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Panel 15

Social goals: 1995 and 2000

Goals for 1995

The following goals were accepted by almost all nations for achievement by the end of 1995. Great progress has been made.

  1. Immunization against the six major vaccine-preventable diseases of childhood to reach at least 80 per cent in all countries.
  2. Neonatal tetanus to be virtually eliminated.
  3. Measles deaths to be reduced by 95 per cent and measles cases by 90 per cent (compared with pre-immunization levels).
  4. The elimination of polio in selected countries and regions (as a step towards worldwide elimination by the year 2000).
  5. The ending of free or low-cost distribution of breastmilk substitutes in all maternity units and hospitals, and the achievement of 'baby-friendly' status for all major hospitals.
  6. The achievement of 80 per cent ORT use, as part of the effort to control diarrhoeal disease.
  7. The virtual elimination of vitamin A deficiency.
  8. The universal iodization of salt in countries affected by iodine deficiency disorders.
  9. The virtual elimination of guinea worm disease.
  10. The universal ratification of the Convention on the Rights of the Child.

Goals for the year 2000

The end-of-century goals, agreed to by almost all the world's governments following the 1990 World Summit for Children, may be summarized under 10 priority points.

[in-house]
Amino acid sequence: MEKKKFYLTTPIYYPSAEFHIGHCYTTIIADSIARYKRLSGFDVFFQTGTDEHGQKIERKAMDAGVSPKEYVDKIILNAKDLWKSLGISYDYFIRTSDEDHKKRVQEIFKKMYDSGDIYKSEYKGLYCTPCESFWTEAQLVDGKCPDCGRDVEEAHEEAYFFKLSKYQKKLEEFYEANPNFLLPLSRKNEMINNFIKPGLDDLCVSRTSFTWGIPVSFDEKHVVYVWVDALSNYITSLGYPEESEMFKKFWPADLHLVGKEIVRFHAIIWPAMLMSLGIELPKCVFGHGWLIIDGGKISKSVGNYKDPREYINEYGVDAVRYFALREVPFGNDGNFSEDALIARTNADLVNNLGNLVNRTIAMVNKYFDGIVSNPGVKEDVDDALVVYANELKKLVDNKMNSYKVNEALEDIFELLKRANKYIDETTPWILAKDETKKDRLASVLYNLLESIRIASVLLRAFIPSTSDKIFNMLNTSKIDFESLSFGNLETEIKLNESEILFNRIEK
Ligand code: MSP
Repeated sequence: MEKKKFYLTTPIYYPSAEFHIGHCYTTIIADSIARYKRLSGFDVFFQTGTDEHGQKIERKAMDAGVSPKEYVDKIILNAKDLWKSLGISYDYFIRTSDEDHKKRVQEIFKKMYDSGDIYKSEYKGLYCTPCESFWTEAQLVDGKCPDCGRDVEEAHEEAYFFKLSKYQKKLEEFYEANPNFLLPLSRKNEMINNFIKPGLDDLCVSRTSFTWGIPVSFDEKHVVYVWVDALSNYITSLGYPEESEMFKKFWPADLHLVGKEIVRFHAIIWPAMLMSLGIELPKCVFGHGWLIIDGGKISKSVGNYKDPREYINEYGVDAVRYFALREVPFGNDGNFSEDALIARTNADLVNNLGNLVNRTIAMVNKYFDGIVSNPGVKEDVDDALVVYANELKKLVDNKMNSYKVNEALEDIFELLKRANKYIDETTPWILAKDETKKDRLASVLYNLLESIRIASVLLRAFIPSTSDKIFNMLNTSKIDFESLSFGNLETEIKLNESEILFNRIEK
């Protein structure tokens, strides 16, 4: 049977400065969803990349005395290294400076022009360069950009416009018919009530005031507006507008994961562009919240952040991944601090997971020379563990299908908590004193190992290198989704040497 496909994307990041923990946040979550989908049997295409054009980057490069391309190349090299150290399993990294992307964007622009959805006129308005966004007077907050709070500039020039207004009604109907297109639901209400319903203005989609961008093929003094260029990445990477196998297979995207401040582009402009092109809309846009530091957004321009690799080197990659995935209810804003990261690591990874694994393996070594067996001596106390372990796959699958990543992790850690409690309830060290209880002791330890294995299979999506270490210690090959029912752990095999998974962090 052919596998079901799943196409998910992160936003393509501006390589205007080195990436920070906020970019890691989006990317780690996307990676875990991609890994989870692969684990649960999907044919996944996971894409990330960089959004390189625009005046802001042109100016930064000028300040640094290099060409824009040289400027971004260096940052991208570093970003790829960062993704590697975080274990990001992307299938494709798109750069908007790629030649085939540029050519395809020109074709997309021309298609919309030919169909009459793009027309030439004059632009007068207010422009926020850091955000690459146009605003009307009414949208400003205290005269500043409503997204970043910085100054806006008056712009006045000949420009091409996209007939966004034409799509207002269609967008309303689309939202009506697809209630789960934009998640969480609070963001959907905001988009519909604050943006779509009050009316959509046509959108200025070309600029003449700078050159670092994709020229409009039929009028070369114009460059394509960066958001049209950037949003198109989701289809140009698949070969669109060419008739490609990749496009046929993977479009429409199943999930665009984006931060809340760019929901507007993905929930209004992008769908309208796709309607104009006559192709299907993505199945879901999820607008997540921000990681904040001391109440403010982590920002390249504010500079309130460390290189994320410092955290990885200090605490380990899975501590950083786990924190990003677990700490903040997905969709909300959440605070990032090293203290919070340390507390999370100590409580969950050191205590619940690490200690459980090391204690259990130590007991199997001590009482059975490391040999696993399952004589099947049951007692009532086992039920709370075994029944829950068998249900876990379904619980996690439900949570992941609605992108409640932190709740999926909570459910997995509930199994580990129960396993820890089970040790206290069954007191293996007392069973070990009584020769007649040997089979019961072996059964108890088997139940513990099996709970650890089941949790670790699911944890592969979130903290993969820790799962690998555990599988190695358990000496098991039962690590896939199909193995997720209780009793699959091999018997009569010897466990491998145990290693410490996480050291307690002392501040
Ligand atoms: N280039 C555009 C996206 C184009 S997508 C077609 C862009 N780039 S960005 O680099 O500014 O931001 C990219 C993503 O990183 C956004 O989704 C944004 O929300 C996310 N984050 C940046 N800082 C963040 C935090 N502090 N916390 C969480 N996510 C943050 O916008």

1. A one-third reduction in 1990 under-five death rates (or to 70 per 1,000 live births, whichever is less).
  2. A halving of 1990 maternal mortality rates.
  3. A halving of 1990 rates of malnutrition among the world's under-fives (to include the elimination of micronutrient deficiencies, support for breastfeeding by all maternity units, and a reduction in the incidence of low birth weight to less than 10 per cent).
  4. The achievement of 90 per cent immunization among under-ones, the eradication of polio, the elimination of neonatal tetanus, a 90 per cent reduction in measles cases, and a 95 per cent reduction in measles deaths (compared with pre-immunization levels).
  5. A halving of child deaths caused by diarrhoeal diseases.
  6. A one-third reduction in child deaths from acute respiratory infections.
  7. Basic education for all children and completion of primary education by at least 80 per cent-girls as well as boys.
  8. Safe water and sanitation for all communities.
  9. Acceptance by all countries of the Convention on the Rights of the Child, including improved protection for children in especially difficult circumstances.
  10. Universal access to high-quality family planning information and services in order to prevent pregnancies that are too early, too closely spaced, too late or too many.

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